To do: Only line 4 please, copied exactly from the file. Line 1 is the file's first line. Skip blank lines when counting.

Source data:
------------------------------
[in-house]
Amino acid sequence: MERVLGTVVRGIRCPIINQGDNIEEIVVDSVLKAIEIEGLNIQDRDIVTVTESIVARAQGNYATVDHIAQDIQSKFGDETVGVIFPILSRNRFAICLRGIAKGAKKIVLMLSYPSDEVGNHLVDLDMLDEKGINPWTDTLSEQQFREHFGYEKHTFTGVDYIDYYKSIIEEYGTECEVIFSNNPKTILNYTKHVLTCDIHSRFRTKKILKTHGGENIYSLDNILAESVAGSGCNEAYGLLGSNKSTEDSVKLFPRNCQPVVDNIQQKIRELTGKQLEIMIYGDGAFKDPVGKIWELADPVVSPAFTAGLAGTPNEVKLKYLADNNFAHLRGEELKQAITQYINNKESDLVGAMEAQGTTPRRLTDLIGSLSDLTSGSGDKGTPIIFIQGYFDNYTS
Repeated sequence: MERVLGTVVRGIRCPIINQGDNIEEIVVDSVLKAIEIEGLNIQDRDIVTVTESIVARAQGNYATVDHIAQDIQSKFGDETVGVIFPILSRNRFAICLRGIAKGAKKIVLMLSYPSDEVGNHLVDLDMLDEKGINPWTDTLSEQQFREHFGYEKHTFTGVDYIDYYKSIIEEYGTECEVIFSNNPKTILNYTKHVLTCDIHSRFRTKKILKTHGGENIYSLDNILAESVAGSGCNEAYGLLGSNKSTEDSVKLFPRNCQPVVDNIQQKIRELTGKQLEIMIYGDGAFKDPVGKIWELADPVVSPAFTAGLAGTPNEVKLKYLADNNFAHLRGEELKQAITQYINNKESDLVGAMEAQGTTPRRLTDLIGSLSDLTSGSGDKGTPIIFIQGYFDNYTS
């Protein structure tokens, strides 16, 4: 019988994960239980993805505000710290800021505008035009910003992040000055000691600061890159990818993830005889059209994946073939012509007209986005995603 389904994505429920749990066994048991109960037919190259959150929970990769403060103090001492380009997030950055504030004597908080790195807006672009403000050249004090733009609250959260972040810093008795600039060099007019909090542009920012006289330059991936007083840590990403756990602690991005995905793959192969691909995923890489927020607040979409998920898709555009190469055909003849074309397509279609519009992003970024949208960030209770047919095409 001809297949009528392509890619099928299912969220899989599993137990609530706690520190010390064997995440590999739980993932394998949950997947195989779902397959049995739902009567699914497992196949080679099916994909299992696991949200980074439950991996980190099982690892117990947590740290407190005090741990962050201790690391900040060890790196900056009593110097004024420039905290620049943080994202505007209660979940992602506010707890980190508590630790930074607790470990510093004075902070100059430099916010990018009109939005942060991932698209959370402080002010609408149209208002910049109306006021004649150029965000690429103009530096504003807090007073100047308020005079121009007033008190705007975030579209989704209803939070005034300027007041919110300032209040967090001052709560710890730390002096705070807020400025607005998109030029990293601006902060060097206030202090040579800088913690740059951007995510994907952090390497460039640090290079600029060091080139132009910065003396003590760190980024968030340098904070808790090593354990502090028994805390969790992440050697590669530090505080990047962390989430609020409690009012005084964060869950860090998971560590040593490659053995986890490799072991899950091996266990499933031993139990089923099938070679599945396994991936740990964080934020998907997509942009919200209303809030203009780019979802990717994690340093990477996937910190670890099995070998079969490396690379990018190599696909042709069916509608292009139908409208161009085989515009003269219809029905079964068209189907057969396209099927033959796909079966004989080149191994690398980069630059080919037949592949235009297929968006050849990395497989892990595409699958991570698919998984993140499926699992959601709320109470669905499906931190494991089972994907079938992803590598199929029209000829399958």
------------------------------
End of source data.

């Protein structure tokens, strides 16, 4: 019988994960239980993805505000710290800021505008035009910003992040000055000691600061890159990818993830005889059209994946073939012509007209986005995603 389904994505429920749990066994048991109960037919190259959150929970990769403060103090001492380009997030950055504030004597908080790195807006672009403000050249004090733009609250959260972040810093008795600039060099007019909090542009920012006289330059991936007083840590990403756990602690991005995905793959192969691909995923890489927020607040979409998920898709555009190469055909003849074309397509279609519009992003970024949208960030209770047919095409 001809297949009528392509890619099928299912969220899989599993137990609530706690520190010390064997995440590999739980993932394998949950997947195989779902397959049995739902009567699914497992196949080679099916994909299992696991949200980074439950991996980190099982690892117990947590740290407190005090741990962050201790690391900040060890790196900056009593110097004024420039905290620049943080994202505007209660979940992602506010707890980190508590630790930074607790470990510093004075902070100059430099916010990018009109939005942060991932698209959370402080002010609408149209208002910049109306006021004649150029965000690429103009530096504003807090007073100047308020005079121009007033008190705007975030579209989704209803939070005034300027007041919110300032209040967090001052709560710890730390002096705070807020400025607005998109030029990293601006902060060097206030202090040579800088913690740059951007995510994907952090390497460039640090290079600029060091080139132009910065003396003590760190980024968030340098904070808790090593354990502090028994805390969790992440050697590669530090505080990047962390989430609020409690009012005084964060869950860090998971560590040593490659053995986890490799072991899950091996266990499933031993139990089923099938070679599945396994991936740990964080934020998907997509942009919200209303809030203009780019979802990717994690340093990477996937910190670890099995070998079969490396690379990018190599696909042709069916509608292009139908409208161009085989515009003269219809029905079964068209189907057969396209099927033959796909079966004989080149191994690398980069630059080919037949592949235009297929968006050849990395497989892990595409699958991570698919998984993140499926699992959601709320109470669905499906931190494991089972994907079938992803590598199929029209000829399958």